In a sense, this situation exposes one of the most common misunderstandings about Hollywood in general: the notion that financial gain is the only motivation that matters in the entertainment industry. That's not true for writers - and certainly not true for directors or stars.

Sure, people in show business want to get rich, but their deepest yearning involves becoming rich and famous - and respected by their peers. For most of those in all creative branches of the business, winning an Oscar or another major award would mean much more than fattening a paycheck. Understanding this yearning for public recognition and insider praise helps explain some of the odd quirks of the industry, such as the proliferation of crude language in feature films that bothers so many moviegoers.

No one would suggest that the audience demands these four-letter words or that box-office receipts depend on them, but filmmakers keep them flying to advertise their own edginess and daring and to affirm an odd, misguided sense of integrity.

A similar sense of rebellious integrity and self-dramatization helps push the writers toward a strike that makes no sense. The median income of working members of the Writers Guild now stands at $84,000, but the pending job action allows these well-paid professionals to identify with oppressed workers of the world. Like most other principals in the entertainment industry, writers tilt overwhelmingly to the left, and participating in a bitter, long-running strike against tyrannical "bosses" sounds noble and thrilling.

In the last writers strike 13 years ago (which lasted a punishing 22 weeks), some picketers sang, Solidarity Forever, We Shall Not Be Moved and other rabble-rousing old union songs - as if fighting for more prominent on-screen credits amounted to a major step forward in the long, painful struggle for social justice.

Such sentimentality becomes especially seductive for the one-half of all guild members who classify as currently inactive - having earned no money as writers within the past 12 months. These people have nothing to lose (you can't reduce your income much beyond zero) but may well participate enthusiastically in the strike. For one thing, they feel that an industry shakeup might well create new openings, and for another, the status of "striking writer" sounds ever so much better than that of "unemployed writer."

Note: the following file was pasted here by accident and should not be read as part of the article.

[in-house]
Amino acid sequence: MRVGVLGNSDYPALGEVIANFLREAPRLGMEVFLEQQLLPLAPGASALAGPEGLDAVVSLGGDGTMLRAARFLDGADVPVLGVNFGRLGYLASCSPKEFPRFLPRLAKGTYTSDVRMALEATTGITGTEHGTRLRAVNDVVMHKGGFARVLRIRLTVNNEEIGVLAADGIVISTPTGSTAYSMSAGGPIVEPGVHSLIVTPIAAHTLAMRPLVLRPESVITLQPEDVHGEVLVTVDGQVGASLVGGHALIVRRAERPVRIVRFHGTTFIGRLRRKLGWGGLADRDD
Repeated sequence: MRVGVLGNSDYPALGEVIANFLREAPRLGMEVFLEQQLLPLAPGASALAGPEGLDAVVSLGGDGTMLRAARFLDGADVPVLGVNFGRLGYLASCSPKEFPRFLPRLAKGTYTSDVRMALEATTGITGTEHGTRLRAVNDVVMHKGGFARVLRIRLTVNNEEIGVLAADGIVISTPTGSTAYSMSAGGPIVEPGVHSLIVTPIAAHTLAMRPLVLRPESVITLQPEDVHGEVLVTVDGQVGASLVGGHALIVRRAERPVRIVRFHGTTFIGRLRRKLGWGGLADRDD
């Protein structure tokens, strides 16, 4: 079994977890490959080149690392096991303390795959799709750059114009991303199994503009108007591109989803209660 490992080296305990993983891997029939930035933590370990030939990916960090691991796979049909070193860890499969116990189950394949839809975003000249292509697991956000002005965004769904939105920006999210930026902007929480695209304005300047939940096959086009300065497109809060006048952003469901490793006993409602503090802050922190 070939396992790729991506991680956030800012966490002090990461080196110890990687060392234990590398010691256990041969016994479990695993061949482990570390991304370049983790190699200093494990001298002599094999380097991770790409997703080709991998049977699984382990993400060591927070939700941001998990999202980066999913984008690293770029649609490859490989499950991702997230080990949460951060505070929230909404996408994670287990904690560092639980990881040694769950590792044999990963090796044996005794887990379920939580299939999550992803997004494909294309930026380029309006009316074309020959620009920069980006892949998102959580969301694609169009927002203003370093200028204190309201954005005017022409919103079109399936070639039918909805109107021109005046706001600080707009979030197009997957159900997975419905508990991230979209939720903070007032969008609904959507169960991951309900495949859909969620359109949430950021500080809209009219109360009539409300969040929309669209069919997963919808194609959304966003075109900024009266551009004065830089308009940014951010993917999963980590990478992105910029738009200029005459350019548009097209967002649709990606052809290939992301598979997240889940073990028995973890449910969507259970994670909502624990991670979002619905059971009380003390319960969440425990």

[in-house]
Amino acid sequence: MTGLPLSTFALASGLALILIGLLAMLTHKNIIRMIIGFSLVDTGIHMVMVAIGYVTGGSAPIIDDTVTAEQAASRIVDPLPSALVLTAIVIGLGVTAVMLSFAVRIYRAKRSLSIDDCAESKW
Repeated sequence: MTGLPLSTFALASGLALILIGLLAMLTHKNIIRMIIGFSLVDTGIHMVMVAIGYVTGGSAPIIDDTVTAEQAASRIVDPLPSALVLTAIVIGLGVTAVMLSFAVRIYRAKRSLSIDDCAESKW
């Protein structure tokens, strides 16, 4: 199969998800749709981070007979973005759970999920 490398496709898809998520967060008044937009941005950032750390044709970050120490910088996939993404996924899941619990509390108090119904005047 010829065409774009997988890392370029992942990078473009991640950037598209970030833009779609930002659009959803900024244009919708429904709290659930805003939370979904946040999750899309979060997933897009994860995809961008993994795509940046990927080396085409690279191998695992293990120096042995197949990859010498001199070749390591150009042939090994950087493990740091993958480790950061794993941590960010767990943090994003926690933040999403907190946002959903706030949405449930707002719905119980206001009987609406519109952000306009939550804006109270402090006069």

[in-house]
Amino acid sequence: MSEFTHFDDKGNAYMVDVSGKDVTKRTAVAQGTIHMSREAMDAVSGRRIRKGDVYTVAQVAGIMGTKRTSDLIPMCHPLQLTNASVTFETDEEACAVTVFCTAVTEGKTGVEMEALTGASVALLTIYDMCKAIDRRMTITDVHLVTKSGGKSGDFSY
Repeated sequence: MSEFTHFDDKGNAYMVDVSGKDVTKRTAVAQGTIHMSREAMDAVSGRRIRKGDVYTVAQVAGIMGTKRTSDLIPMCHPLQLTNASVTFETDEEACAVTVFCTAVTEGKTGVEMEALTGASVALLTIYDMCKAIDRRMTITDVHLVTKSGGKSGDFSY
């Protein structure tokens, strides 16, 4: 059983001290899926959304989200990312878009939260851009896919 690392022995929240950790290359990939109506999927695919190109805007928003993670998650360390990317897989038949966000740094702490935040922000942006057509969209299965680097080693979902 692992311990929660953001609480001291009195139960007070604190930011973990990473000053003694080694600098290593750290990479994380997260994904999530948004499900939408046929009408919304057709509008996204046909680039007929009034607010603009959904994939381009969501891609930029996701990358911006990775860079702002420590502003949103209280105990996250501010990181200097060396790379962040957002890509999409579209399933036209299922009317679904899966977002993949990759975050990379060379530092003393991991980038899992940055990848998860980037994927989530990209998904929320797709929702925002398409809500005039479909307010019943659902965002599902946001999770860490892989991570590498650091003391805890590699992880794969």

In context, therefore, the prospect of a wrenching strike makes a strange kind of sense - forcing an unprecedented focus on the role of hard-working wordsmiths too often forgotten by the general public. In terms of long-term financial gain, it may well prove impossible for the writers to win their strike. But in terms of inspiring anguished discussion and seizing the attention they passionately crave, they have already won.

JWR contributor, author and film critic Michael Medved, a "survivor" of his own family with three kids, hosts a daily three-hour radio talk show broadcast in more than 120 cities throughout the United States. His latest book, written together with his wife, is Saving Childhood : Protecting Our Children from the National Assault on Innocence . You may contact him by clicking here.